The main launch event of the weekend was Sunday night; our host invited 30 wine collectors for dinner in the main dining room of his 1878 Southern mansion. Josh Weekley, a celebrity catering chef from Nashville; known for his touch with seafood, presented a menu of elegant simplicity. His deft touch complimented our wines, resulting in happily received positive feedback about them.We received an invitation for our "first 10 year vertical retrospective Vilafonté tasting" to be conducted in Nashville in 2015!!! We are 10% toward the goal with 30% (3 vintages) harvested! Yes, it is a long term goal. Meanwhile we committed to a big-bottle of the next vintage, to donate to the Un Ete du Vin wine auction 2006.The weekend was memorable in many ways; for the lovely people we met; the great Southern hospitality; the extraordinary wines; the opportunity to show off what South Africa can do.
Monday we fly to Boston.

Saturday, July 23, 2005

Vilafonté Vineyards 'Luxury' Tour of America - Day 4

22 July 2005
by Mike Ratcliffe
Distribution in the United States is in an amazing state of flux as consolidatory and predatory forces jostle for market share, writes Mike Ratcliffe from Texas, USA.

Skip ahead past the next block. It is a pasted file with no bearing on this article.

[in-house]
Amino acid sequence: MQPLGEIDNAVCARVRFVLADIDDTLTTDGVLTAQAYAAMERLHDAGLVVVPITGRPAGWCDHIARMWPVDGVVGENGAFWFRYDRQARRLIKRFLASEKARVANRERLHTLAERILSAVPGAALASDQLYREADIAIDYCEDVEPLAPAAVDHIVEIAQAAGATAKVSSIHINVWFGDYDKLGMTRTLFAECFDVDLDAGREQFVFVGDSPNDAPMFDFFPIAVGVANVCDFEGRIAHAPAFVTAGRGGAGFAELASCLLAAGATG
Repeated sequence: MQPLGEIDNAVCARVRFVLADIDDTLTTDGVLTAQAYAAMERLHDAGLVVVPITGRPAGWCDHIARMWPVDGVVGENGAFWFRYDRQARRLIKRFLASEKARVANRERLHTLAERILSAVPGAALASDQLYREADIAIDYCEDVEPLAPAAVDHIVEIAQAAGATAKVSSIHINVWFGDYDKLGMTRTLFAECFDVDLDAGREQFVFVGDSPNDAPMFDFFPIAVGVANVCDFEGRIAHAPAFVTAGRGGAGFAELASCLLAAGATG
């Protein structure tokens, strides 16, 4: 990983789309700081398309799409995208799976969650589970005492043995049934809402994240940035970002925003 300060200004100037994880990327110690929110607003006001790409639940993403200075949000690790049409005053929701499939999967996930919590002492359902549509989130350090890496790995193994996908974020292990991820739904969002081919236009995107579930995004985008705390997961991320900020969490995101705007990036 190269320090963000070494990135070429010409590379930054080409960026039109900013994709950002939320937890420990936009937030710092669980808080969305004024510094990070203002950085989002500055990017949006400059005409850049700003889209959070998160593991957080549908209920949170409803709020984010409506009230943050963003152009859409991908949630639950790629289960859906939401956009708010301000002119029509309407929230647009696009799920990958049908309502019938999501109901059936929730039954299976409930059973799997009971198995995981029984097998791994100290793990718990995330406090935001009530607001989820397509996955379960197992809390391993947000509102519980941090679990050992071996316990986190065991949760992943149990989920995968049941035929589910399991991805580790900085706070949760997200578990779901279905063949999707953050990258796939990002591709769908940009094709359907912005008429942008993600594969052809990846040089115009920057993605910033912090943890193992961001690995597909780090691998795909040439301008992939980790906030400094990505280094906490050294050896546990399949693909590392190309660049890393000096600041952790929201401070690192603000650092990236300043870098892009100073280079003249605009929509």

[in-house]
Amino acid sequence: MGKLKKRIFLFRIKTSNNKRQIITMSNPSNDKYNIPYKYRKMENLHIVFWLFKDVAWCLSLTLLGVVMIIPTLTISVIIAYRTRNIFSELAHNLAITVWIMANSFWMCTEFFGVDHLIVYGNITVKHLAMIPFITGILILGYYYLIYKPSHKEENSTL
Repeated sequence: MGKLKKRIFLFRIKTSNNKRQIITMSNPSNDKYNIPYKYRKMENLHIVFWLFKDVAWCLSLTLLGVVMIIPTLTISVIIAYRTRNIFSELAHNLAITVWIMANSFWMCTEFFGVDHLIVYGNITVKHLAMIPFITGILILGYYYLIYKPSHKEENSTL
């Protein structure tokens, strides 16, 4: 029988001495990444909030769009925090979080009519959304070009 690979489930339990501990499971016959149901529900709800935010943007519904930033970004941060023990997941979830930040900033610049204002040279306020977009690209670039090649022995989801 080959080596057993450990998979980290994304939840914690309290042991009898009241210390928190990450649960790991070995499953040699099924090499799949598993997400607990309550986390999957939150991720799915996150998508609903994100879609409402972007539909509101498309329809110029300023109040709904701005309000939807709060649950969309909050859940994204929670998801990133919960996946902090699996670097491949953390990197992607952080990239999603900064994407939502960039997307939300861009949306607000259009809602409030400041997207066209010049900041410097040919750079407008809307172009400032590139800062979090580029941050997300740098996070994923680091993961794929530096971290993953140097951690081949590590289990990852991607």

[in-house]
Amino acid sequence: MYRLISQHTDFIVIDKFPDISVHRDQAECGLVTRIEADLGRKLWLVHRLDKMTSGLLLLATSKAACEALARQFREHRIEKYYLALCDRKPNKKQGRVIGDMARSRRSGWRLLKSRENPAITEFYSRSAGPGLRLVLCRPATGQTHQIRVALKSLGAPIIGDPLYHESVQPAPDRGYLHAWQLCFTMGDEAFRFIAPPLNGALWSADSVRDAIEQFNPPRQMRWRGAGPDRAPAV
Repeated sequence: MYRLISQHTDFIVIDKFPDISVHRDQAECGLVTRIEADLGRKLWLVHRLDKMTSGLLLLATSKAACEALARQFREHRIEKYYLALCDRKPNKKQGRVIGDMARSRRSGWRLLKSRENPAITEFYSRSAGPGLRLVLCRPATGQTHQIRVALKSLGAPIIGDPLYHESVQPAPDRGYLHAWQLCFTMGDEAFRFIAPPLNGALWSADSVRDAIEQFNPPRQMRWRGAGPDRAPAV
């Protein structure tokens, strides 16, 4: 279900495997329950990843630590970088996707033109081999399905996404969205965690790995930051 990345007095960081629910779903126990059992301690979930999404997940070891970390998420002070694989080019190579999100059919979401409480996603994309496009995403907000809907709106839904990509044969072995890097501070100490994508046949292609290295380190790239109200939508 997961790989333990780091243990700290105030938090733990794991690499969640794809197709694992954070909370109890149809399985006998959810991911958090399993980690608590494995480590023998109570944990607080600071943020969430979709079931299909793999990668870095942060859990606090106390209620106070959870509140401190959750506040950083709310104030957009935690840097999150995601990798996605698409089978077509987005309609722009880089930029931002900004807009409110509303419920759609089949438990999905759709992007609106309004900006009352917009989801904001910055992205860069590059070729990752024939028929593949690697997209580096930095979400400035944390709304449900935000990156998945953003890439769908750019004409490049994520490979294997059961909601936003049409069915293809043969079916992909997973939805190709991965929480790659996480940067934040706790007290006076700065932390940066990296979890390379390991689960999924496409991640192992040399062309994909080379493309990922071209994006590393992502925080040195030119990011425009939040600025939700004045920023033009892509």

In Texas, USA things really are as big as they come!After a hectic night and little sleep, we awake at an amazingly chic hotel in Austin called The San Jose ( Suddenly, everything is calm again and it is time to face another big day. We begin with a sales meeting with our local distributors Block/Republic. Big, bold red wine at 9am... and nobody in Texas sees anything strange in this.Distribution in the United States is in an amazing state of flux as consolidatory and predatory market forces jostle for market share. Every day, another small distributor seems to get snapped up by a larger competitor. I would not be surprised to see Southern (distributor) moving into a monopolistic position across America. This trend is problematic because it reduces the number of SKU's that are carried in the market making penetration by small producers (like Vilafonté) difficult as well as limiting consumer choice. Despite all the fuss about the 'opening' of America to direct shipping and the relaxation of the shipping laws, there is very little evidence that this is going to benefit the producers... yet!The one thing that is clear is that the distributors are fighting this and their massive financial contributions to the Republican Party still buy them a lot of influence in this country.Today was a momentous day for wine in the USA, to quote the Washington Times:'A Gallup poll released yesterday found that wine has surpassed beer and spirits as the stated drink of choice among those who imbibe. Oh, it's not by much: 39 percent of the respondents said they drank wine most often; 36 percent drank beer. Statistically, this is a mighty close race between the dueling beverages, as the poll has a margin of error of four percentage points. "For the first time in Gallup's measurement of Americans' drinking preferences, there is a statistical tie between wine and beer as the alcoholic beverage that adult drinkers say they drink most often," pollster Lydia Saad noted.'The meetings and interviews whiz by in anticipation of our Big evening function at the home of Susan and Ed Auler. Susan is a board member of the Texan Wine & Food Foundation and has invited the entire board as well as the chairman, Larry Peal. This is a big audience and we realise that we'd better not mess it up. Austin is only an hour by car from San Antonio, another centre of food and wine in Texas and we have arranged to bus a number of key influencers to Austin for the evening and put them up in a local hotel. Between us, we invited fifty key consumers, press and trade and the response was exceptional. Susan even hired a chef from the Cordon Bleu cookery school to cook for the evening. The response has been excellent and the Texan reputation for BIG hospitality proved itself again. Another early morning again tomorrow as we head for Dallas on the 08h52 flight.